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Written Opinion Challenge Era: 1986-1994

My answer to: After Nintendo’s explosion as the "King of Video Gaming", many legal battles began to pop up. Why do you think these legal battles became so frequent, and did any of the decisions affect the companies involved in a negative way?"

When it comes to legal battles in the video game industry it goes without question that Nintendo would have the preverbal bull’s eye on their backs. They did have the Nintendo Entertainment System (NES) the home gaming console that took the world by storm.

            Some may argue that Nintendo put the bull’s eye on their own backs when they created the 10NES a security program that stopped the system from communicating with unauthorized games cartridges. According to the Ultimate History of Video Games (p 373-374) Atari filed suit on December 12, 1988, stating that “improperly using its patent and greater market share to monopolize the home video game market.”

            This was done after Hideyuki Nakajima signed a contract with Nintendo so that his company Tengen (a subsidiary of Atari games) could create Atari games for the NES. After signing the contract designers from Atari began trying to figure out how the 10NES program worked and how they could by pass it.

            When that didn’t work Nakajima and his lawyer created a fake affidavit that was used to get there hands on a reproduction of the 10NES code from the Copyright Office. To quote Judge Fern M. Smith “After deciphering the 10NES program, Atari developed its own program—the Rabbit program—to unlock the NES”, while it proved to be an effective way to finally break the code on the 10NES it was also very illegal.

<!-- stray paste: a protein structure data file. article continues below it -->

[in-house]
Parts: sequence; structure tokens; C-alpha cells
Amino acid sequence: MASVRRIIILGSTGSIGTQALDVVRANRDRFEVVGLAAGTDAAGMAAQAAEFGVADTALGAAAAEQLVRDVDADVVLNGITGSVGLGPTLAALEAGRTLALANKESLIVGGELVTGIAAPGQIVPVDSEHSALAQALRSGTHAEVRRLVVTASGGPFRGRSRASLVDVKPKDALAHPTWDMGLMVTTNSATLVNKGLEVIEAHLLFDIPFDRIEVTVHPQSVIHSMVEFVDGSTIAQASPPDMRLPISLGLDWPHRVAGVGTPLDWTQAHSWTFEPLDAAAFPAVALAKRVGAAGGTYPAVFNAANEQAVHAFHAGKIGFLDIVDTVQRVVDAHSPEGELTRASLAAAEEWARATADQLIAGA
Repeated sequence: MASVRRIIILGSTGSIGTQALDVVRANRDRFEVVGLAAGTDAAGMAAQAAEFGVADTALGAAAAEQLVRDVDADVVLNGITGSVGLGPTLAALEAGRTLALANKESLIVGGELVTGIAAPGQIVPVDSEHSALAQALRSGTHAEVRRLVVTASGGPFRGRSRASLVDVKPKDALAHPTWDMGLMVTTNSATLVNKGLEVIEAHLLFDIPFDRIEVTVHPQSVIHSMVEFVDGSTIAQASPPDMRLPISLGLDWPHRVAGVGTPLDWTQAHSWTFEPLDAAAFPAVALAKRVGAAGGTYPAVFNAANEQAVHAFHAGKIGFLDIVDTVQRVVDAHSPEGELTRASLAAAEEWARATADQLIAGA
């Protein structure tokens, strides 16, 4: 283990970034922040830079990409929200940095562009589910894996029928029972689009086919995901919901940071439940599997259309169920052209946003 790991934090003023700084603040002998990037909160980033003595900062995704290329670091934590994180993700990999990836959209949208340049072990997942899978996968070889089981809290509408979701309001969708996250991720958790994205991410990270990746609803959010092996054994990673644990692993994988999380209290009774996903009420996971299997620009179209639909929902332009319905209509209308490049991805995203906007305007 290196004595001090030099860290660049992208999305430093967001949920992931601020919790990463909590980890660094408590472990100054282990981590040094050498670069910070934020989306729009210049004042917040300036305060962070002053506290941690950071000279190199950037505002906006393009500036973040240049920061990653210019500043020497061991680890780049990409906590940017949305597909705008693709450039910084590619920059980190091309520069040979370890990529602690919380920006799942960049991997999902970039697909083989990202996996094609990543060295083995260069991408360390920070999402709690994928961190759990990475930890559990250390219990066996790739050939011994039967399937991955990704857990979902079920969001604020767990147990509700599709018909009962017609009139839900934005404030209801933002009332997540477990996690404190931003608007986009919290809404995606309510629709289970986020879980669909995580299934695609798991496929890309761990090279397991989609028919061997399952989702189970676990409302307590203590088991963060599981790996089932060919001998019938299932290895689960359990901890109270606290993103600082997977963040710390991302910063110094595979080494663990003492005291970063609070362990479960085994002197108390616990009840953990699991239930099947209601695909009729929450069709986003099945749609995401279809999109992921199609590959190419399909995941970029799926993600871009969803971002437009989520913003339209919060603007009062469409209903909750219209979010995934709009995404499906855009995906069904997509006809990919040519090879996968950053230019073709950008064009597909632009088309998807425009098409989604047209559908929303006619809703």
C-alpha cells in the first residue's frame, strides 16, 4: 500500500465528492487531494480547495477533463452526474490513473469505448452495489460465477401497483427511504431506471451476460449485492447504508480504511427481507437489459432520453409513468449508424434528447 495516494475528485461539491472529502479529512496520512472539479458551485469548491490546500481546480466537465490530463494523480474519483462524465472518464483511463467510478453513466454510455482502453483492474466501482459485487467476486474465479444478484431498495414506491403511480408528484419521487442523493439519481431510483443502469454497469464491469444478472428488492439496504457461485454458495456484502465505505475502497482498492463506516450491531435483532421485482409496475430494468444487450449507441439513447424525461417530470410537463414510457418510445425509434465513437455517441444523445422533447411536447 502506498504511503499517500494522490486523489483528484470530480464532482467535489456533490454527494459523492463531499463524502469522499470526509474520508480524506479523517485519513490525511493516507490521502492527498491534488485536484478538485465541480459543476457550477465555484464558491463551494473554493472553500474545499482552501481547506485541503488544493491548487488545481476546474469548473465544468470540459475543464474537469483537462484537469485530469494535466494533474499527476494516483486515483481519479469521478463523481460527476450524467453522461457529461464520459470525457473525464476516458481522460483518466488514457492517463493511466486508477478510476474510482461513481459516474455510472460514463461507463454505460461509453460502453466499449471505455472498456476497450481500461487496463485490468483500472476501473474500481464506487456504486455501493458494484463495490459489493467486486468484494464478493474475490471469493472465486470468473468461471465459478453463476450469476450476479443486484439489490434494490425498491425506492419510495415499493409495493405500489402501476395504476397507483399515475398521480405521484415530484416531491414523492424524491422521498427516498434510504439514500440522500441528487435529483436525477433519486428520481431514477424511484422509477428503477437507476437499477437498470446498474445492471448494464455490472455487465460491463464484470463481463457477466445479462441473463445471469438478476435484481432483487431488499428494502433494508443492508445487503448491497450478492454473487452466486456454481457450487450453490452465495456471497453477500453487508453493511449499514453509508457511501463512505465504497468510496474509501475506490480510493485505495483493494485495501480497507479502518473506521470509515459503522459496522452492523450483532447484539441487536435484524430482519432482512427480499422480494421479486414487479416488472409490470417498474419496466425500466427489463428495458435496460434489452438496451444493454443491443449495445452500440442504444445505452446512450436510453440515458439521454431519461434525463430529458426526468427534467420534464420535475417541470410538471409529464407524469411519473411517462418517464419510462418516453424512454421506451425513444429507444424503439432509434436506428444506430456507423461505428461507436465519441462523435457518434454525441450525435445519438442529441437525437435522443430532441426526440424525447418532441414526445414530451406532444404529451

On December 12, 1988, Atari filed a suit against Nintendo saying that they were using their patent and their share of the market to monopolize the video game market. This was actually away to get a jump on Nintendo from filing any injunctions when Atari started manufacturing their own cartridges for the NES.

            When you look at this situation alone it is pretty clear that Atari’s approach to dealing with Nintendo was the acts of a desperate company. Atari tarnished their reputation with the legal system by obtaining the 10NES program illegally, but to make matters worse when they manufactured and marketed their Tengen cartridges Nintendo pressured retailors into pulling the cartridges off of their shelves.

            After Nintendo sent the letters to retailors telling them to pull the Tengen cartridges or risk having Nintendo pull their lucrative products, they (Nintendo) filed a countersuit against Atari for copyright infringement.  In the case Judge Fern M. Smith ruled that because the Rabbit program recycled some of the original code and was therefore firmly established illicit copying. Atari was ordered to recall all of the cartridges that had been made.

            This was only the beginning of the war between Atari and Nintendo that ultimately ended with Atari closing down and Nintendo going on to be the “King of Video Games.”

References

Kent, S. (2001) "The Ultimate History of Video Games." (p 371-377) Retrieved on June 20, 2014. 

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